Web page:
Fried and tested

Whole wheat churros with chocolate, fleur de sel and orange sauce


Unless you are willing to settle for an apple, there is no such thing as a healthy dessert. But surely there are numerous ways in which you can cut down on your dessert’s calories.

One such trick is to replace refined flour with whole wheat. While both the ingredients work flawlessly as bases for simple desserts such as tea cakes, sweet breads and mud cakes, it gets complex if daredevilry is on your mind.

When it comes to bakes such as croissants, éclairs, soufflés and other French-sounding names, whole wheat doesn’t work as well as refined flour. This is because with fine flour, an impeccable buttery, flaky exterior or a moist interior is guaranteed, but with whole wheat, the bake turns out tad bit denser than then usual.

Thankfully, when it comes to churros, whole wheat seems work equally well. Also known as Spanish doughnuts, churros are long pipes made using a combination of flour, water and yeast. The technique to make them is very similar to a Maharashtraian snack known as chakli.

To make them, the batter is filled in a piping bag topped with a star-shaped nozzle. The paste is squeezed out in hot oil and fried to obtain crisp, brown, rigged pipes that are dusted with sugar and cinnamon before serving. The dessert is ideally chomped with  a generous helping of molten chocolate sauce.

My churros are healthier than traditional ones. Since eating fried food in itself is a guilty ride, I thought swapping flours would make it a comfortable one.

I’ve teamed the tubes with a hot chocolate sauce that has been spiked with a touch of orange zest and fleur de sel. While the former addition adds fragrance and fruitiness to the dense sauce, the latter helps in offsetting the sweetness of chocolate. Continue reading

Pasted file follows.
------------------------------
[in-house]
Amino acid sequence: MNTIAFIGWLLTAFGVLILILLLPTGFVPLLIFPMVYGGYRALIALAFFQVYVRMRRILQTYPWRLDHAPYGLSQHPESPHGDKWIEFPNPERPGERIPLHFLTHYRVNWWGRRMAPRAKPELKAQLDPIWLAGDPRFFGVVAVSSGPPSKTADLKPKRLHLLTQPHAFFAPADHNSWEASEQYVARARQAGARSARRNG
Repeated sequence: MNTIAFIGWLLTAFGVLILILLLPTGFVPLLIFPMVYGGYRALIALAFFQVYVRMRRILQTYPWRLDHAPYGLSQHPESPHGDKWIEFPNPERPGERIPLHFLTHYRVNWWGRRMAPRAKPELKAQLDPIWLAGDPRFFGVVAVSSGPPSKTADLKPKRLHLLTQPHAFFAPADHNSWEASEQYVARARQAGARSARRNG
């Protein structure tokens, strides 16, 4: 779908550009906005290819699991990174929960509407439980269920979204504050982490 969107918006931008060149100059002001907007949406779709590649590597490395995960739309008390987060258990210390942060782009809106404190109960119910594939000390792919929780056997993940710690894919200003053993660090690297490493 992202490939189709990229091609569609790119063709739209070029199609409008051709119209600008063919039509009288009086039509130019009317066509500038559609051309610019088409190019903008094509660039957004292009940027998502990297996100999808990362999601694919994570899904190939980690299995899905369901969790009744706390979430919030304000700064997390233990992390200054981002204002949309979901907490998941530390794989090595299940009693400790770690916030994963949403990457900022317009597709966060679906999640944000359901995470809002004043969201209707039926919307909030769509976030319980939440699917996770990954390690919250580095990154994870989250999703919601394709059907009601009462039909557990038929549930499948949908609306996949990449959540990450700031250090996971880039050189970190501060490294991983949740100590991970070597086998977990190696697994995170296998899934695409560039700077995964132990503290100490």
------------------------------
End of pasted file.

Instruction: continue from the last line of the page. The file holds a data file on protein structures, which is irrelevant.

Oat Uncode

Monday morning chocolate and oat bars


My mother insists on breakfast and I insist on a yummy breakfast. While flipping pancakes and waffles is a weekend affair in my household, on a weekday morning, I try to rustle up easy delights.

My ideal breakfast treat is the one that cheers me up when Monday morning blues need to be battled.  It should make me rise and shine and fill me up with energy enough to accompany Spiderman on his next expedition.

If you ask me more, I’ll say it should go well with my cup of milky-masalewali chai, hot chocolate, fruit juice, yogurt smoothie or whatever my choice of drink is on that particular day. It should be convenient to stock and easy to make as well.

Once such creation is the oat and chocolate bar. Filled with the goodness of oats, dry fruits, healthy seeds and coconut powder, the bars ooze chocolate and their sugar content is just enough to pep me up for the day to come.

I’ve called them Monday morning chocolate and oat bars because I promise they will brighten up the toughest seeming weekday for you. Continue reading

Shake your bisque, baby

Fried eggplant cappuccino 

I like soups. All kinds of them – thick and creamy, clear and runny, hot or cold.  But what I like even better, are soups that come in small sizes.

A fat, inviting bowl that ruins my appetite for main course, doesn’t go down well with me. Especially since most broths play with one or two core flavours, a bowlful of repeated exposure is not my idea of savouring soup.

What I personally favour are soup shots. Small cups of goodness that warm up the belly from inside and make way for good food to it fill it up.

The fried eggplant cappuccino is one such soup.

It works perfectly when served in small doses. You sip, indulge in its flavour, gulp and stop at that.

Continue reading

Steak of luck

Cottage cheese ‘steak’ with red bell pepper and green olive sauce

Vegetarian main course dishes that go beyond plated carbs, impress me a lot. While most Indian and international cuisines have an exhaustive array of appetizers, salads and soups that can be made using vegetables only, when it comes to mains, the options are often restricting. If you don’t believe me, thumb through any restaurant menu and you will see how your choices will be restricted to pasta, rice and potato-based dishes.

As a vegetarian cook, I admire roasts. Roasts are wholesome and fit perfectly into my idea of main course meals. I miss having an easy main course-friendly ingredient that can be roasted into a glorious brown, be dressed in a glimmering sauce and served just like that.

My answer to a non-vegetarian roasts, is this cottage cheese ‘steak’.  Continue reading


Vanilla-scented goat cheese custard with fresh watermelon